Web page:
Last year, however, the city of Eugene reorganized its staffing and cut the staff time of the community gardens manager in half, from .5 full-time equivalent (FTE) to .25 FTE.

• Weyerhaeuser, 744-4600, plans to ground and aerial spray 6 acres located 1 mile southeast of Cottage Grove near Taylor Butte with Accord Concentrate, Atrazine 4L, Weedone LV6 EC, Velpar DF, Oust XP, Oust Extra, DMA4 IVM, Transline and/or Sulfomet XP. See ODF notification 2015-771-03472, call Tim Meehan at 726-3588 with questions.

Pacific Recycling has been fined yet again for environmental violations, this time involving asbestos. (For a listing of past appearances in this space go to goo.gl/fNr376.) The Oregon Department of Environmental Quality (DEQ) assessed a civil penalty of $32,000 against Eugene-based Pacific Recycling on February 3 for asbestos violations associated with an abatement project at a facility in Independence, Oregon, owned by CPM Development Corporation. DEQ assessed a separate penalty of $10,400 against CPM.

“I’ve gotten better and better in the role of watchdog,” says Commissioner Pete Sorenson of his decision to run again for his long-time South Eugene seat on Lane County’s Board of Commissioners in the May 2016 primary. 

The election might be more than a year away, but Sorenson has already begun lining up endorsements, from local politicians — Mayor Kitty Piercy — to legislators in Salem — Rep. Phil Barnhart. 

Oregon state legislators are worried that their constituents don’t know enough about state government. 

There are three bills proposed in the current 2015 session to improve civics education in Oregon: HB 2977, HB 2955 and SB 484. Each has a different angle, but all stem from the same general feeling: Kids graduating today don’t know enough about the legislative process to understand that they have a stake in the system. 

A representative from a local advocacy group has filed a formal request with the Lane County District Attorney’s Office seeking the release of records from Greenhill Humane Society. 

At issue is whether Greenhill — a private nonprofit that runs its own shelter but also receives public funds from the county to administer the First Avenue Shelter — is subject to Oregon’s public records laws regarding the work it does at First Avenue. 

Greenhill took over the management of FAS from the county in 2012.

It’s school board election season, and board positions are opening up at Lane Community College and Eugene School District 4J. Two candidates, one for LCC and one for 4J, are ready to fill soon-to-be-empty spots, running on platforms of affordability, equity, transparency and more.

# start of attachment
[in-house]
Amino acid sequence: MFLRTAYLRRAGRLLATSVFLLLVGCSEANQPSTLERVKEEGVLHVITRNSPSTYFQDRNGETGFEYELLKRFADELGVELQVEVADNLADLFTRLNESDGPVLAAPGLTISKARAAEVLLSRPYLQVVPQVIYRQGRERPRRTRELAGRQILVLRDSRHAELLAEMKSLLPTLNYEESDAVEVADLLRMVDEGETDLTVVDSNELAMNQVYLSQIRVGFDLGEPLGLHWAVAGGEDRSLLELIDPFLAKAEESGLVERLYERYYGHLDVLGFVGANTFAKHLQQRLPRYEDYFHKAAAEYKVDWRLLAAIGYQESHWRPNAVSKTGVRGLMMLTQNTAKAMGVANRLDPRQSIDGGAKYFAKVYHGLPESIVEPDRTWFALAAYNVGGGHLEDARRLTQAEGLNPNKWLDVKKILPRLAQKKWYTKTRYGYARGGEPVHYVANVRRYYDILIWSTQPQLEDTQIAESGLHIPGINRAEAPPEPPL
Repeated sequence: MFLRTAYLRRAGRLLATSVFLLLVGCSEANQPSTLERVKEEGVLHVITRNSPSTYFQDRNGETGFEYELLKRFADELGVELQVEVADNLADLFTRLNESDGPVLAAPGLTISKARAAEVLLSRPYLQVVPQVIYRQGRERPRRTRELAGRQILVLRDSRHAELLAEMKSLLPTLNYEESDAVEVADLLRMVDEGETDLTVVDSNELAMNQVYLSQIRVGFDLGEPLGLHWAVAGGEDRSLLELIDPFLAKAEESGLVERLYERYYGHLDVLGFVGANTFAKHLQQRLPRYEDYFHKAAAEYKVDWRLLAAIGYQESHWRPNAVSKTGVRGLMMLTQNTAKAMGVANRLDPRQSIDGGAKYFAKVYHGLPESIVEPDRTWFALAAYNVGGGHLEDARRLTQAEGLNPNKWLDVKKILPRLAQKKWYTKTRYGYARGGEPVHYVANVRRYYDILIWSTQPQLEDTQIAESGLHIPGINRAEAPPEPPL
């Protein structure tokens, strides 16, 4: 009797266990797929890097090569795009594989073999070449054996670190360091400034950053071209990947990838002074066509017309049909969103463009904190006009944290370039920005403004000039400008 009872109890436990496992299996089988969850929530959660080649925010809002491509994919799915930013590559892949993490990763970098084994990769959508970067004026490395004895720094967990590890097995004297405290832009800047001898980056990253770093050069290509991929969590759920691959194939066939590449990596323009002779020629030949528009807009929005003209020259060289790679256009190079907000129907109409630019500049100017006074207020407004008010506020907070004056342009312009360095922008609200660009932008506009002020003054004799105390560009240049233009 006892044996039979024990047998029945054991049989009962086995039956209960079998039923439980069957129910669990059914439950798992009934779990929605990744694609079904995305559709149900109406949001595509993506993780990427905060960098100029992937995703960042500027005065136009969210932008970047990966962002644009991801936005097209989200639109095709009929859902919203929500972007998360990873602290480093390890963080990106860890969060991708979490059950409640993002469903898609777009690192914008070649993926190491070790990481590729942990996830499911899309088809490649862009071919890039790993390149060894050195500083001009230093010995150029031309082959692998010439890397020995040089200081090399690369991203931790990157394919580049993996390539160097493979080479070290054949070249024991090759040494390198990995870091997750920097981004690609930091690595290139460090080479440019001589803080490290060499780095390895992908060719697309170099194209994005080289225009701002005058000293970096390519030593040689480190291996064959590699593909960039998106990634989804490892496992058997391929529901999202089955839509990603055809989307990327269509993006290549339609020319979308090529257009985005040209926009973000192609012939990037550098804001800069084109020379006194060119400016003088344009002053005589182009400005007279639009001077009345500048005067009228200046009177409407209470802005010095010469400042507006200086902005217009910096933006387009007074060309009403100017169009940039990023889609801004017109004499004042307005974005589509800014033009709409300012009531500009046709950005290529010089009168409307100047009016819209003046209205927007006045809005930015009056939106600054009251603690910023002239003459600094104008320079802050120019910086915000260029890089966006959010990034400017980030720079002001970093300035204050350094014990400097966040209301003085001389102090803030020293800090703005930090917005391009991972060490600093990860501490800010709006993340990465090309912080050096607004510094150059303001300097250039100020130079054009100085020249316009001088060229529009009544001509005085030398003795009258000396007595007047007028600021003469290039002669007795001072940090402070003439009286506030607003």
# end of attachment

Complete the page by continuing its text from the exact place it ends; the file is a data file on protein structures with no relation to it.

The latest brewery to bubble up in the Willamette Valley is getting ready to take off, and you can help make it happen. Old Growth Ales recently launched a Kickstarter campaign to raise $20,000 for equipment, truck upgrades, licensing fees, marketing and other expenses. The end goal: to make locally sourced botanic and medicinal ales commercially available. 

In 2003, a Lane County Animal Regulation Advisory Task Force Report said that the animal shelter shared by Lane County, Eugene and Springfield was in need of a “thorough overhaul or a complete replacement” and 60 more kennels. Instead, First Avenue Shelter, which is home to the area’s strays and now run by Greenhill Humane Society, has the same 30 kennels it has had since the 1970s and is stretched beyond its capacity, according to longtime shelter volunteer Misha English. 

Oregon might be seen as a green and healthy state, but its laws protecting people, pets and lands from the chemicals drifting from aerial herbicide sprays are weaker than the laws in Idaho, Washington and California. Lisa Arkin of Beyond Toxics hopes a new bill introduced into the Oregon Legislature Feb. 10 could change that. 

For the first two weeks of the legislative session in Salem, Sen. Chris Edwards (D-Eugene) has focused all his attention on passing the clean fuels bill. But he also has several bills to foster a healthier environment for Oregonians in the works.

The next “big” bill Edwards says he’ll be working on is the Children’s Toxics bill (SB 478). He started work on the bill back in 2013, but he says supporters were unable to get it passed because not all Democrats voted for it. He says after several iterations, it is “a better bill now.”

Eugene has bulldozed hundreds of historic homes and commercial buildings over the years, many with architectural as well as historic value, and the destruction continues. But not all have been lost. So what is it like to get an old and significant home or office building designated as a City Historic Landmark (CHL) or other designation in Eugene? The benefits include tax credits and assessment freezes, low-interest loans for rehabilitation and more.